Friday, May 9, 2008

Portland Project Pictures -- At Last!

Dateline: Emerald Hills, 5/9/08

I don't know why I find taking and uploading pictures to be such a chore. It really isn't that hard! (But no, I still have no intention of putting my yarn stash up on Ravelry!) Anyway, here, at last, are the long-promised pictures of the beading projects I started in my classes at the Bead Expo in Portland.

Spiny Knotted Bracelet, designed by Stephanie Sersich
This is the only project I was able to finish during class. In fact, it's still the only project from Portland I've finished so far. It uses waxed linen to hold the beads and perle cotton to knot around them in a macrame-like technique. Stephanie handmakes glass beads, and some of the beads in my bracelet were made by her. The bead I'm using as the clasp (on top) was made by her friend and collaborator Michele Goldstein. I'm very happy with the way this came out and I plan to make more. (In fact, I impulsively bought what is probably a lifetime supply of waxed linen on EBay.)

Calypso, designed by Beth Kraft
This necklace involves beading around aluminum rings and stitching them together. The completed project will be 14 beaded rings, with unbeaded rings in between. Beth likes bright colors, as I do.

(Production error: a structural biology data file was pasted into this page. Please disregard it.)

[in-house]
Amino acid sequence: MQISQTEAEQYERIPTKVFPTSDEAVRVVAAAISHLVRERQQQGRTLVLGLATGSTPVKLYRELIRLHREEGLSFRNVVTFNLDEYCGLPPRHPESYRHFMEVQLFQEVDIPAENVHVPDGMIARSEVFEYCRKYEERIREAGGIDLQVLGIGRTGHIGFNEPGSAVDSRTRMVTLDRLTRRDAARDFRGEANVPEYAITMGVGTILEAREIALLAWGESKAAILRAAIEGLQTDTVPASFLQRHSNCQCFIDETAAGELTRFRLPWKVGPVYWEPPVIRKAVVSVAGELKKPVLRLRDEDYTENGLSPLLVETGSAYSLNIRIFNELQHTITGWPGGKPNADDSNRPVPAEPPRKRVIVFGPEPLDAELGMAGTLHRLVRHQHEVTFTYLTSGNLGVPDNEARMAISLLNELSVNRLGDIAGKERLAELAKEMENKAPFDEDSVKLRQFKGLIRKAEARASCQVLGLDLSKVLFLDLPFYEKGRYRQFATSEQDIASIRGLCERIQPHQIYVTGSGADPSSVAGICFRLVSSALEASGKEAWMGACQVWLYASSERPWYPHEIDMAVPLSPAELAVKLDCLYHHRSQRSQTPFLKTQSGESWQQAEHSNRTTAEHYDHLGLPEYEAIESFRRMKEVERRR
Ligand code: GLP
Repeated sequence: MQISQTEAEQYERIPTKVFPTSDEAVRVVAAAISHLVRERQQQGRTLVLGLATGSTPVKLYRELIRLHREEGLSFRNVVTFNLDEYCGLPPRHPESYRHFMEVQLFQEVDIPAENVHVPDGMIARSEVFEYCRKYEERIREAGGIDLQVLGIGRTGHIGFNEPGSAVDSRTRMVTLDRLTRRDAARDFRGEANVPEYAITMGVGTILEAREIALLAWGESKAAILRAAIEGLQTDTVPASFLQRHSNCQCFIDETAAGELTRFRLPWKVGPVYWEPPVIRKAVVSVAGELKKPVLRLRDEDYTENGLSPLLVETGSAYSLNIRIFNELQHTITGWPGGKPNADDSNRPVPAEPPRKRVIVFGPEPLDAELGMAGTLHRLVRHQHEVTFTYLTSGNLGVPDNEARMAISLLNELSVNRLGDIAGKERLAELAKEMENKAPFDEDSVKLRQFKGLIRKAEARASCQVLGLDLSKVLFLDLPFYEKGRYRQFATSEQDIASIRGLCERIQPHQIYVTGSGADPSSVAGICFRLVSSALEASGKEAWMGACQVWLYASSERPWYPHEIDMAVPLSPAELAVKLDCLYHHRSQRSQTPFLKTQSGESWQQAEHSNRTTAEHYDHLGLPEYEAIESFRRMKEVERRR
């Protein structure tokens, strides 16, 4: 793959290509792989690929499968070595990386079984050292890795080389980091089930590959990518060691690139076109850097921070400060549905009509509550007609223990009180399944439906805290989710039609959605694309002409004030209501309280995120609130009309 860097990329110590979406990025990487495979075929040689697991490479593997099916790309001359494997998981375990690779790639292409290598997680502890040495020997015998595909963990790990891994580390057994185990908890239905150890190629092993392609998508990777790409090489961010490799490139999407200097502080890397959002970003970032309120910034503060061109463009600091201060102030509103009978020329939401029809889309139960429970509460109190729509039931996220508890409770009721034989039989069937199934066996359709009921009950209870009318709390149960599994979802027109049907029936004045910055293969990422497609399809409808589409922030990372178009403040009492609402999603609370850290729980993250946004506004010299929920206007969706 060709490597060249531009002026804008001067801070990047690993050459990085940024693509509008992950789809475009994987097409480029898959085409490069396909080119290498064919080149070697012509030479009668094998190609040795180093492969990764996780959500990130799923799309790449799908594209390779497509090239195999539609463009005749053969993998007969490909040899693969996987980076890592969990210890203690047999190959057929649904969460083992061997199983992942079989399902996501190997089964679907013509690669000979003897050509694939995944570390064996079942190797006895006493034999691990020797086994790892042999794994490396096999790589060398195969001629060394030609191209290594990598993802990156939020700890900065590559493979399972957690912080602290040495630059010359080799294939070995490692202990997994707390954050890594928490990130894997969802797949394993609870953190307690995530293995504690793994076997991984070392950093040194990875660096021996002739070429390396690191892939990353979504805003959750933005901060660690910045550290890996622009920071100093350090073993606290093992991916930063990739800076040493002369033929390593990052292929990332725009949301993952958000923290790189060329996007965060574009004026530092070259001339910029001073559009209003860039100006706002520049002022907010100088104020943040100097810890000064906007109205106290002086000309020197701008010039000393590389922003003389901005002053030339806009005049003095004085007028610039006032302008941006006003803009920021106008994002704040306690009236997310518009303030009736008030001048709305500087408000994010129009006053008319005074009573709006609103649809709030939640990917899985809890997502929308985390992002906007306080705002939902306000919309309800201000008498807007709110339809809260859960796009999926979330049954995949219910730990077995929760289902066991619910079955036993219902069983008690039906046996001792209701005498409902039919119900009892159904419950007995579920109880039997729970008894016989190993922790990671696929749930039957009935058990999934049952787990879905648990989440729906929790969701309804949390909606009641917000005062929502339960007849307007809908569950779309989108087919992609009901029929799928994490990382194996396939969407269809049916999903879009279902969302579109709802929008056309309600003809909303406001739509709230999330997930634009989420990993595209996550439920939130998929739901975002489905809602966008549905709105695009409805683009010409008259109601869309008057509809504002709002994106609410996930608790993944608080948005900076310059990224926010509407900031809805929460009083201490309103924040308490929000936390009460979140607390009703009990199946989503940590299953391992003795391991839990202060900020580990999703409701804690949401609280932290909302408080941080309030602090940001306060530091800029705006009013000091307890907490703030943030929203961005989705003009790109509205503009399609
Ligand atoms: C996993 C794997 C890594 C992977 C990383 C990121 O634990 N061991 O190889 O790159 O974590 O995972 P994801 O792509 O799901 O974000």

Wound Around,
designed by Beth Kraft
For this Masai-inspired bracelet, beads are wound around a plastic tube and stuck to the tube with double-sided tape. I didn't find this technique as much fun as the other projects. I'm not very good at sticking the beads without ugly gaps. I hope I get back to this some day, though, because the completed bracelet can be very pretty.

Braided Ndebele Cuff, designed by Elizabeth Townes
This is the only "conventional" bead weaving project among the classes I took. The tubular ndebele (also called herringbone) stitch is used to make three strips, which are then braided together to make a bracelet. I'm enjoying working on this one. The copper is an unusual color choice for me, but I like it. (For all of these classes I bought kits made up by the teachers.)

Linga's Links, designed by Linda Best Shaen

This bracelet is made by making several separate pieces, then linking them with jump rings. There are three basic designs for the pieces, and I made one of each in class. I need to get back to this one and finish it. I don't look forward to the linking part, because working with jump rings and other wire techniques is not what I do best.

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